• The Open Group Architecture Framework (TOGAF). An enterprise architecture framework which provides a comprehensive approach to the design, planning, implementation, and governance of an enterprise information architecture.

  • The Zachman Framework. An enterprise architecture framework which describes a taxonomy for organizing architectural artifacts, such as design models and requirements documents. The taxonomoy takes into account both who the artifact targets and what particular issue is being addressed.

For each of these frameworks we asked whether your organization had adopted it and if so then how well it was working. For each framework respondents were asked "How would you describe your organization's adoption of [FRAMEWORK]?" and asked to choose one of Very Effective, Effective, Neutral, Ineffective, Very Ineffective, Just started the program and it's too early to tell, We considered it but decided not to adopt, We considered it and adopted some ideas from it, and I've never heard of this framework.

To determine how effective the frameworks are in practice, I took a weighted average of the responses by assigning the following points to each answer: Very Effective (2), Effective (1), Ineffective (-1), Very Ineffective (-2), and adopting some ideas (0.5). All other responses earned zero points. I also took a look at the responses from two groups so that I could compare the results to try to identify the true range of potential effectiveness of these frameworks. The first group was senior staff (100 respondents) which I defined as architects, IT managers, process engineers, and portfolio/program managers and the second group was developers (106 respondents). The results, in the format FRAMEWORK (Senior Staff Rating/Developer Rating), are: COBIT (0.245/0.019), CMMI (0.065/0.014), ITIL (0.15/0.019), PMI (0.18/0.009), PRINCE2 (0.075/-0.014), TOGAF (0.09/-0.009), and Zachman Framework (0.11/-0.005). As you can see, the developers weren't as impressed with the frameworks as senior staff were, I suspect because developers naturally chaff at any controls or constraints put on them. Even so, even senior staff weren't very impressed with the effectiveness of these frameworks " not one framework was even close to be considered effective (a score of 1) on average. Arguably these frameworks aren't living up to their promises in practice.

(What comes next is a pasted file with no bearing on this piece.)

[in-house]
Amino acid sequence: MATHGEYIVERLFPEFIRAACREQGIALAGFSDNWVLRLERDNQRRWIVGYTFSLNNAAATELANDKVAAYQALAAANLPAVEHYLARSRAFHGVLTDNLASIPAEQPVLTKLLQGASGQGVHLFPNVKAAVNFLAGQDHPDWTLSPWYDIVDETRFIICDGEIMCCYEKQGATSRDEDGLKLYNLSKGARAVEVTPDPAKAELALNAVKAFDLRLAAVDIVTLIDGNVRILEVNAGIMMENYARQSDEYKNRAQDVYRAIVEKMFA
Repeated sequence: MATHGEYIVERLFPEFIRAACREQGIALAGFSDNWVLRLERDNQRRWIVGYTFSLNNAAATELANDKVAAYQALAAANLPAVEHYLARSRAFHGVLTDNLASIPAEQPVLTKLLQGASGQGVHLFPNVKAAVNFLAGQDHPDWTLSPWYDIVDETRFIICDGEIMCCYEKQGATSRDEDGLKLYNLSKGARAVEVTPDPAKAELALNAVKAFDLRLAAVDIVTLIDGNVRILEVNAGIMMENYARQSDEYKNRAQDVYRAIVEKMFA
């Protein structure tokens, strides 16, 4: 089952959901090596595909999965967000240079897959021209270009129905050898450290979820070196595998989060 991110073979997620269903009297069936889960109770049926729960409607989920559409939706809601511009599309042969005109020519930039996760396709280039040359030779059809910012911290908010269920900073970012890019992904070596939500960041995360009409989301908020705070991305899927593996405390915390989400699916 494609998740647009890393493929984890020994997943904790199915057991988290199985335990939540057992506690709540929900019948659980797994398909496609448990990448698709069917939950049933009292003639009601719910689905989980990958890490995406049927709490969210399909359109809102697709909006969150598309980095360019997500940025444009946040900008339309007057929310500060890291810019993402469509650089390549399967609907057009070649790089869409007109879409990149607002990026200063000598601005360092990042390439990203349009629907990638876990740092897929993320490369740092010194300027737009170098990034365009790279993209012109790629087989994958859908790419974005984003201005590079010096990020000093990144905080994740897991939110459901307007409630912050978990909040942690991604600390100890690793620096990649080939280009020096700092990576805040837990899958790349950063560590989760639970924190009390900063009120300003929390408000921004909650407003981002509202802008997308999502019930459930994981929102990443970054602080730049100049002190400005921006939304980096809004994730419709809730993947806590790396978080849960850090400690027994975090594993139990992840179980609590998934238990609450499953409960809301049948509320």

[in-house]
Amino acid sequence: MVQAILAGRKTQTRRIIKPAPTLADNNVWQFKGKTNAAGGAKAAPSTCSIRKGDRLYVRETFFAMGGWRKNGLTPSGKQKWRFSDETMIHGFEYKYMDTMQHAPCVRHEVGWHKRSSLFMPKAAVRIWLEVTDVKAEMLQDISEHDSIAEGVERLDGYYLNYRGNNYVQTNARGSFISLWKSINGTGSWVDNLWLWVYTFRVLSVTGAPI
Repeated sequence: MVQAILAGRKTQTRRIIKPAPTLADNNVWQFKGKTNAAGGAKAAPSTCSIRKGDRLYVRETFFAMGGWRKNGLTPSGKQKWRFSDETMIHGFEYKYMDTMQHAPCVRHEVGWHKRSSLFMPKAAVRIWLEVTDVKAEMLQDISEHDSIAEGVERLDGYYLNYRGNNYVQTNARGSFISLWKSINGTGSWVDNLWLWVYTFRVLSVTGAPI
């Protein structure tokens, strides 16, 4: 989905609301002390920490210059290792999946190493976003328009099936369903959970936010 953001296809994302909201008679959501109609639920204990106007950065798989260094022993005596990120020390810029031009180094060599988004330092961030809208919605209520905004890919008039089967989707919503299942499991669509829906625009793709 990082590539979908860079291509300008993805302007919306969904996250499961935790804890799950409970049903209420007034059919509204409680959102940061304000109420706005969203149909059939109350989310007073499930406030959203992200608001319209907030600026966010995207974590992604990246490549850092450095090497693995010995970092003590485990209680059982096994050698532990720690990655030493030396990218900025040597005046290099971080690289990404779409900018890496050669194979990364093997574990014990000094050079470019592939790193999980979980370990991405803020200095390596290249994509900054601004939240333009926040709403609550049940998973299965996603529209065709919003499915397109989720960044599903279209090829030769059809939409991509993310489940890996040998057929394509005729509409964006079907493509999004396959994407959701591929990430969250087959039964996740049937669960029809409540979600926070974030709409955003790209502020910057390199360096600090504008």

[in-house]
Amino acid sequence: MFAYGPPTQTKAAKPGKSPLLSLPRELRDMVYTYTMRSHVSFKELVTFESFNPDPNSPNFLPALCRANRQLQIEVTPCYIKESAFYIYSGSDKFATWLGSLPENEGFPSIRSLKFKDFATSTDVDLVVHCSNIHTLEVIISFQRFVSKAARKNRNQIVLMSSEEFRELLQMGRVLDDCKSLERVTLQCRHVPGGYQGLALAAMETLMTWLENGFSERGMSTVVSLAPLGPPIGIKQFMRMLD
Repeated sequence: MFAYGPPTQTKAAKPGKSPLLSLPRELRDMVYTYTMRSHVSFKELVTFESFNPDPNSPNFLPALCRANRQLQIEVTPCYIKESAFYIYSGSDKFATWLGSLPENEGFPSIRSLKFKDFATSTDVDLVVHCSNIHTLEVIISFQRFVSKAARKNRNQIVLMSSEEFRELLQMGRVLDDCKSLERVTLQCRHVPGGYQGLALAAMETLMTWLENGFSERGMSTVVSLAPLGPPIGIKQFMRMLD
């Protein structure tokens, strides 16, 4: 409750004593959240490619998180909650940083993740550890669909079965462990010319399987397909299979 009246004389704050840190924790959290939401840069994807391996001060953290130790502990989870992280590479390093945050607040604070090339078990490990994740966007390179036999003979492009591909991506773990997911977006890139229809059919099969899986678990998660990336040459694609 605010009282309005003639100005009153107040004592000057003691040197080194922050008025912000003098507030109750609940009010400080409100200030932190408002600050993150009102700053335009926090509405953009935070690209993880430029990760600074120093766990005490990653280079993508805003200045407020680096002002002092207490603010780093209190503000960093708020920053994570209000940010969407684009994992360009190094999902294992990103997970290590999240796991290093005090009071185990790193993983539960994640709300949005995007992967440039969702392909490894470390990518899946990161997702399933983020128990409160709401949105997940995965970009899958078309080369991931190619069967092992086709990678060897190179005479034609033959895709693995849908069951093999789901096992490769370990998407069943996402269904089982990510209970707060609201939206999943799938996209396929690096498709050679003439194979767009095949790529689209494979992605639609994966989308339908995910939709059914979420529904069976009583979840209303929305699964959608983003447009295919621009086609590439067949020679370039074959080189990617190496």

I was also a bit shocked as to the lack of market recognition that many of these frameworks have, even though all have been around for many years. The Prince2 numbers were understandably low because the majority of respondents, 61 percent, were from North America where the PMBoK overshadows Prince2. However, that doesn't explain the low recognition rate of the other frameworks. For example, IT managers should have at least heard about both COBIT and ITIL, yet respectively 52 percent and 32 percent hadn't. Similarly, architects should have heard about TOGAF and the Zachman Framework, yet respectively 54 percent and 38 percent hadn't. Everyone should have heard about CMMI, yet 23 percent hadn't. The implications are that the groups behind these frameworks still have significant outreach to do, and that any claims by some of the promoters behind these frameworks that they're offering "industry standards" are questionable at best.